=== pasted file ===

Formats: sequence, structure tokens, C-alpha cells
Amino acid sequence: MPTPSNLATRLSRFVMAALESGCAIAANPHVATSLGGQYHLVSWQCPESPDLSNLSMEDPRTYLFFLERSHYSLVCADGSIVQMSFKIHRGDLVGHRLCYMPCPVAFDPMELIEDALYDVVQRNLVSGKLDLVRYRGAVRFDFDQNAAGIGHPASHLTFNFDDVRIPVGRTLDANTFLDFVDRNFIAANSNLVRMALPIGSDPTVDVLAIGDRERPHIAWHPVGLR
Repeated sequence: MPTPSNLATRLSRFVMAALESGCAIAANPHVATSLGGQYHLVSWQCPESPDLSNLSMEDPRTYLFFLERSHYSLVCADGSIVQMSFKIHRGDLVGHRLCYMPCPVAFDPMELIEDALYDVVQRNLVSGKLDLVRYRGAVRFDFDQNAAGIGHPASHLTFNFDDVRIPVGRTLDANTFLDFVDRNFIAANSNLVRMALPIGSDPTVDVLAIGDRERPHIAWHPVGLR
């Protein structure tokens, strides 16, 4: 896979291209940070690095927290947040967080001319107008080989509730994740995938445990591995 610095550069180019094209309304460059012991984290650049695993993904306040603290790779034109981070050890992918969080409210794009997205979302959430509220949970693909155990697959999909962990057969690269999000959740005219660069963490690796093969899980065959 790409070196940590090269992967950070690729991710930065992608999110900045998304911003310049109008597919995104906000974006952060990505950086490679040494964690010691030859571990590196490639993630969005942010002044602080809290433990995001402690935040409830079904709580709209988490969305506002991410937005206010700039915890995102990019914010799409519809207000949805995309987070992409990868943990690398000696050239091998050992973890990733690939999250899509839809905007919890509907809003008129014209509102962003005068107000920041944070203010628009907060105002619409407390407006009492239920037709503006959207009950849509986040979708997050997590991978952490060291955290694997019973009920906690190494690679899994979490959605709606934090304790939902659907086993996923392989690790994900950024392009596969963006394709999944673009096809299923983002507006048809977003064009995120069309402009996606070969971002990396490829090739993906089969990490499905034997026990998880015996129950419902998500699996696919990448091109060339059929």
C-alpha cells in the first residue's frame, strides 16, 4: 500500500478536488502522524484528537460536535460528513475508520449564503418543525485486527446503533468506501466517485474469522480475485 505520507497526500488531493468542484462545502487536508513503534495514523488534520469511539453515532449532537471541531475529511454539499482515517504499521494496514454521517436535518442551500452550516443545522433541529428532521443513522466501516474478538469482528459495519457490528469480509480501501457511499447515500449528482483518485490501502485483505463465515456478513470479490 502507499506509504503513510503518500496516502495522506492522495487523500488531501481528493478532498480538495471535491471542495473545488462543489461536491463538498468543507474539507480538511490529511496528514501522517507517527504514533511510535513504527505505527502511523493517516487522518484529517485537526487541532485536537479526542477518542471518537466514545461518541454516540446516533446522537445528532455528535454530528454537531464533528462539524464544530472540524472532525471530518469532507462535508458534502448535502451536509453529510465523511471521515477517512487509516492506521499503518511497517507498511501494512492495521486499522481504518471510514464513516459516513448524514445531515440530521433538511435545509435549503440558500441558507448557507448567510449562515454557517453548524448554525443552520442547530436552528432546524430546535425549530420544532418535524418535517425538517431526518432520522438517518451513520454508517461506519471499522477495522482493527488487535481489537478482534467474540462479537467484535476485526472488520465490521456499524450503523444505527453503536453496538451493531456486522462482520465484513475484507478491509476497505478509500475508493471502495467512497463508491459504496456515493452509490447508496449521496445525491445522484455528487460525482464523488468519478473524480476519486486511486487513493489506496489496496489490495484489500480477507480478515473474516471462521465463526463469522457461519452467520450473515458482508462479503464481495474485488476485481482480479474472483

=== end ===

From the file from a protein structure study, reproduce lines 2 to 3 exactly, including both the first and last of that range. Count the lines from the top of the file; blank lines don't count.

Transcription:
Amino acid sequence: MPTPSNLATRLSRFVMAALESGCAIAANPHVATSLGGQYHLVSWQCPESPDLSNLSMEDPRTYLFFLERSHYSLVCADGSIVQMSFKIHRGDLVGHRLCYMPCPVAFDPMELIEDALYDVVQRNLVSGKLDLVRYRGAVRFDFDQNAAGIGHPASHLTFNFDDVRIPVGRTLDANTFLDFVDRNFIAANSNLVRMALPIGSDPTVDVLAIGDRERPHIAWHPVGLR
Repeated sequence: MPTPSNLATRLSRFVMAALESGCAIAANPHVATSLGGQYHLVSWQCPESPDLSNLSMEDPRTYLFFLERSHYSLVCADGSIVQMSFKIHRGDLVGHRLCYMPCPVAFDPMELIEDALYDVVQRNLVSGKLDLVRYRGAVRFDFDQNAAGIGHPASHLTFNFDDVRIPVGRTLDANTFLDFVDRNFIAANSNLVRMALPIGSDPTVDVLAIGDRERPHIAWHPVGLR